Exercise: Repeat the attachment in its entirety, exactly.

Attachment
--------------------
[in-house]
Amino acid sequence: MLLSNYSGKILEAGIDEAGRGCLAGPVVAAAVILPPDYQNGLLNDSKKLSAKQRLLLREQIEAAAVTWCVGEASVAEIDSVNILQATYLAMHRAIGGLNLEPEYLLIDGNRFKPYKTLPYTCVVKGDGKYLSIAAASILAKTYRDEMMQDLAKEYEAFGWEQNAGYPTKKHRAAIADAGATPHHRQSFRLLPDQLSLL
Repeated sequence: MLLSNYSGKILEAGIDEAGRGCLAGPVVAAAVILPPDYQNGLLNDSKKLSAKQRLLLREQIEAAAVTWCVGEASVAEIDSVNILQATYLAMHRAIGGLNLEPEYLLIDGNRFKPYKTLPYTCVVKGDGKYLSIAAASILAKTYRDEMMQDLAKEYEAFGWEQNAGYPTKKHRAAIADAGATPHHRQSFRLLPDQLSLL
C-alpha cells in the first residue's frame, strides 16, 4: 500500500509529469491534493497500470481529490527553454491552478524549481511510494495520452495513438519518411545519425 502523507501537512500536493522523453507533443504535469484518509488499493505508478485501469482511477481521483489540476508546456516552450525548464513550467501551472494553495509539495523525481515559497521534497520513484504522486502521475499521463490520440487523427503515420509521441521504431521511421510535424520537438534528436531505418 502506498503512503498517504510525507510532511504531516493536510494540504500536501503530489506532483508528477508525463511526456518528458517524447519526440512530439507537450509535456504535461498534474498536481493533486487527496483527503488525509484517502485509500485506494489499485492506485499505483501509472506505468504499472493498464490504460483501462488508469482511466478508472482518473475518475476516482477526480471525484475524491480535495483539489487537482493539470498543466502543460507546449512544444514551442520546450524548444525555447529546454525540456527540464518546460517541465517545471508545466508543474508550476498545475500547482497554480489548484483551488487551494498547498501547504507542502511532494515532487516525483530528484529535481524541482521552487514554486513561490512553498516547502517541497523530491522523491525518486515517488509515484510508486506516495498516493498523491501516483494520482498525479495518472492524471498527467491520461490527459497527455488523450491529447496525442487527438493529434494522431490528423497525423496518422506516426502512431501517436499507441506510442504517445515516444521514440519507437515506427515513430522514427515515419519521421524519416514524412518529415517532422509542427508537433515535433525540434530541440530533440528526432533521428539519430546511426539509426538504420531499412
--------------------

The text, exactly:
[in-house]
Amino acid sequence: MLLSNYSGKILEAGIDEAGRGCLAGPVVAAAVILPPDYQNGLLNDSKKLSAKQRLLLREQIEAAAVTWCVGEASVAEIDSVNILQATYLAMHRAIGGLNLEPEYLLIDGNRFKPYKTLPYTCVVKGDGKYLSIAAASILAKTYRDEMMQDLAKEYEAFGWEQNAGYPTKKHRAAIADAGATPHHRQSFRLLPDQLSLL
Repeated sequence: MLLSNYSGKILEAGIDEAGRGCLAGPVVAAAVILPPDYQNGLLNDSKKLSAKQRLLLREQIEAAAVTWCVGEASVAEIDSVNILQATYLAMHRAIGGLNLEPEYLLIDGNRFKPYKTLPYTCVVKGDGKYLSIAAASILAKTYRDEMMQDLAKEYEAFGWEQNAGYPTKKHRAAIADAGATPHHRQSFRLLPDQLSLL
C-alpha cells in the first residue's frame, strides 16, 4: 500500500509529469491534493497500470481529490527553454491552478524549481511510494495520452495513438519518411545519425 502523507501537512500536493522523453507533443504535469484518509488499493505508478485501469482511477481521483489540476508546456516552450525548464513550467501551472494553495509539495523525481515559497521534497520513484504522486502521475499521463490520440487523427503515420509521441521504431521511421510535424520537438534528436531505418 502506498503512503498517504510525507510532511504531516493536510494540504500536501503530489506532483508528477508525463511526456518528458517524447519526440512530439507537450509535456504535461498534474498536481493533486487527496483527503488525509484517502485509500485506494489499485492506485499505483501509472506505468504499472493498464490504460483501462488508469482511466478508472482518473475518475476516482477526480471525484475524491480535495483539489487537482493539470498543466502543460507546449512544444514551442520546450524548444525555447529546454525540456527540464518546460517541465517545471508545466508543474508550476498545475500547482497554480489548484483551488487551494498547498501547504507542502511532494515532487516525483530528484529535481524541482521552487514554486513561490512553498516547502517541497523530491522523491525518486515517488509515484510508486506516495498516493498523491501516483494520482498525479495518472492524471498527467491520461490527459497527455488523450491529447496525442487527438493529434494522431490528423497525423496518422506516426502512431501517436499507441506510442504517445515516444521514440519507437515506427515513430522514427515515419519521421524519416514524412518529415517532422509542427508537433515535433525540434530541440530533440528526432533521428539519430546511426539509426538504420531499412